8 Tips on Funeral Etiquette

As I mature (versus getting older) the death of someone I know or love becomes increasingly heartfelt and difficult. In this past year I have attended more funeral services, memorials, and celebrations of life than I care to think about. Yet, with each event, certain situations have revealed themselves; crying out for me to write about. Let the following be a wake up call on how to attend wakes, funerals, and other memorial services, to care and respect:

1. ARRIVE ON TIME. At every funeral I attended, more than a handful of guests arrive long after the service begins… even when the service was already delayed in starting. This is totally unacceptable. It is each guest’s responsibility to arrive on time. This means taking into consideration the availability of parking and any unforeseen traffic delays.

It is not acceptable to say you were delayed due to a ball game. My husband Ron keeps both the S.F. Giants and 49er at-home schedules on his bulletin board to check whenever we must drive past the area of the ball park to reach an event or appointment. It is all about caring more about others than yourself. Being late shows your lack of respect and selfishness. Arrive no closer than 10 to 8 minutes ahead of the appointed time. If you do arrive late, be quiet in all you do. Do not hold conversations with other guests. Respectfully wait until an appropriate break in the service to enter the room to take a seat.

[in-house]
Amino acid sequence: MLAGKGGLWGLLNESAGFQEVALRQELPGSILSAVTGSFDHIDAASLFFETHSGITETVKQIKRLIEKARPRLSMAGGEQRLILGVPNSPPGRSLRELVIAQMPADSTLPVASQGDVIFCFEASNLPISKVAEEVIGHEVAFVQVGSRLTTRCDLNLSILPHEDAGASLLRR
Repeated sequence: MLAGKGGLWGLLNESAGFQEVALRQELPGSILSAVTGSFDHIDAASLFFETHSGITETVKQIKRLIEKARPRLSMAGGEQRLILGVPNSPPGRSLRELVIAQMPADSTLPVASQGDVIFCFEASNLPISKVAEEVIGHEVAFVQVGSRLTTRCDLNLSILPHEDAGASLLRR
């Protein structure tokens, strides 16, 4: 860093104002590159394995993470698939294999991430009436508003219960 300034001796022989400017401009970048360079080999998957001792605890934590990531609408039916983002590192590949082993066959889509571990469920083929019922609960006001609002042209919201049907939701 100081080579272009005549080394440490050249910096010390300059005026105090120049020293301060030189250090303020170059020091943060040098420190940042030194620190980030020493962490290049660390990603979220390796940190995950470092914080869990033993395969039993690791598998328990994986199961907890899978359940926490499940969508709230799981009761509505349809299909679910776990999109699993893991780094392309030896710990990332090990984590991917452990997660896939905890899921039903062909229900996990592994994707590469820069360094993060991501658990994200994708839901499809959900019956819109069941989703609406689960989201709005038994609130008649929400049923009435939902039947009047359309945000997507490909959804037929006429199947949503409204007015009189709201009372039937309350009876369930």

2. TURN OFF YOUR CELL PHONE. A while back, I attended a funeral where at the beginning of the service, someone’s cell phone sounded. The person allowed their cell phone to ring all four times-through to voicemail-before it became silent. Now, you would think this was a wake-up call to other guests to check their phones. Unfortunately, four other cell phones rang, the last of which was during the final prayer. Need I say more? Make it a habit to check and turn your cell phone to silent, vibrate mode, or off before entering any meeting, restaurant, theatre, or event.

3. WEAR PROPER ATTIRE. In Western culture, the proper color to wear at funerals has been black. While black is still best, especially for the immediate family of the deceased, guests have more options. They should still wear subdued, conservative clothing that is respectful to the event. Wearing jeans or the same clothes you would wear to a back-yard barbecue shows a great lack of care and respect for the person who has died, their family, and others. Everyone should have at least one nice set of clothes to wear for special occasions.

Colors to avoid include red, orange, and yellow and anything that has bright and cheery flowers or other bold and loud patterns. Wear clean, neat, well-pressed clothes. Men should wear a dark jacket with dark slacks, dark dress shoes, white or plain solid colored shirt, and a subdued tie. For younger men, the minimum should be a well-pressed solid-colored shirt, slacks, and dress shoes. Women should wear a dark or black suit, pant suit, or similar outfit that is subdued.

The key here is to have at least one good set of clothes for occasions like these. If you don’t, buy something… even at Goodwill. Never wear the same old wrinkled shirt, blue jeans, flip-flops, sandals, or sneakers. One of my pet peeves is how parents allow their children to wear sloppy clothes and jeans to special events such as weddings and funerals, rather than appropriate clothing.

4. SEND A MESSAGE OF SYMPATHY. It is often awkward to know what to say to a parent, spouse, or other immediate family member when someone passes away. It’s always nice to send a message of sympathy, whether by email, fax, or by regular mail. It shows you care and are sympathetic.